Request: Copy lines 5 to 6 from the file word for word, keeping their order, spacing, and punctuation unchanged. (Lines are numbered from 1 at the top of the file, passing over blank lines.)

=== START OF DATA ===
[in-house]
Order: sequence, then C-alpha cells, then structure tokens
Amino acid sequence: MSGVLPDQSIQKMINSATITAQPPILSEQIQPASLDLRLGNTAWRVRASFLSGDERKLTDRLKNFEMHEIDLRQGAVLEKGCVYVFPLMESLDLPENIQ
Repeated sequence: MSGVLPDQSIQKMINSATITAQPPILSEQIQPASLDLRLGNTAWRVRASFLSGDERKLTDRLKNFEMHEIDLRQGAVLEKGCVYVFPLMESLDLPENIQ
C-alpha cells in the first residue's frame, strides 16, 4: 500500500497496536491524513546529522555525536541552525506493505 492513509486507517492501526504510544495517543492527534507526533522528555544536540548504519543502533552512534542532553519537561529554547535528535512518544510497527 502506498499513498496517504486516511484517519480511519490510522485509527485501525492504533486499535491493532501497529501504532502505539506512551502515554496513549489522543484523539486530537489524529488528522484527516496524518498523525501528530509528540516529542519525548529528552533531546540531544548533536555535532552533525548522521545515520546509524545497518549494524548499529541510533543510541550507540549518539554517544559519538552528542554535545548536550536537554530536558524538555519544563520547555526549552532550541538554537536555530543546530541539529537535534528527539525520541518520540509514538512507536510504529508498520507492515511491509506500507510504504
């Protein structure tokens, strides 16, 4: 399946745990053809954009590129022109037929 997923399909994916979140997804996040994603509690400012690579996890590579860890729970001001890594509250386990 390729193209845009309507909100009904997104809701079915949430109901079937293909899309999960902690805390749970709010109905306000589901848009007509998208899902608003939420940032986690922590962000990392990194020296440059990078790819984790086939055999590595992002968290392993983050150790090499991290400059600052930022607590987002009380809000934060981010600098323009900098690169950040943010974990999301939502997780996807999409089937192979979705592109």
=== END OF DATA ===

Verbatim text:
C-alpha cells in the first residue's frame, strides 16, 4: 500500500497496536491524513546529522555525536541552525506493505 492513509486507517492501526504510544495517543492527534507526533522528555544536540548504519543502533552512534542532553519537561529554547535528535512518544510497527 502506498499513498496517504486516511484517519480511519490510522485509527485501525492504533486499535491493532501497529501504532502505539506512551502515554496513549489522543484523539486530537489524529488528522484527516496524518498523525501528530509528540516529542519525548529528552533531546540531544548533536555535532552533525548522521545515520546509524545497518549494524548499529541510533543510541550507540549518539554517544559519538552528542554535545548536550536537554530536558524538555519544563520547555526549552532550541538554537536555530543546530541539529537535534528527539525520541518520540509514538512507536510504529508498520507492515511491509506500507510504504
């Protein structure tokens, strides 16, 4: 399946745990053809954009590129022109037929 997923399909994916979140997804996040994603509690400012690579996890590579860890729970001001890594509250386990 390729193209845009309507909100009904997104809701079915949430109901079937293909899309999960902690805390749970709010109905306000589901848009007509998208899902608003939420940032986690922590962000990392990194020296440059990078790819984790086939055999590595992002968290392993983050150790090499991290400059600052930022607590987002009380809000934060981010600098323009900098690169950040943010974990999301939502997780996807999409089937192979979705592109």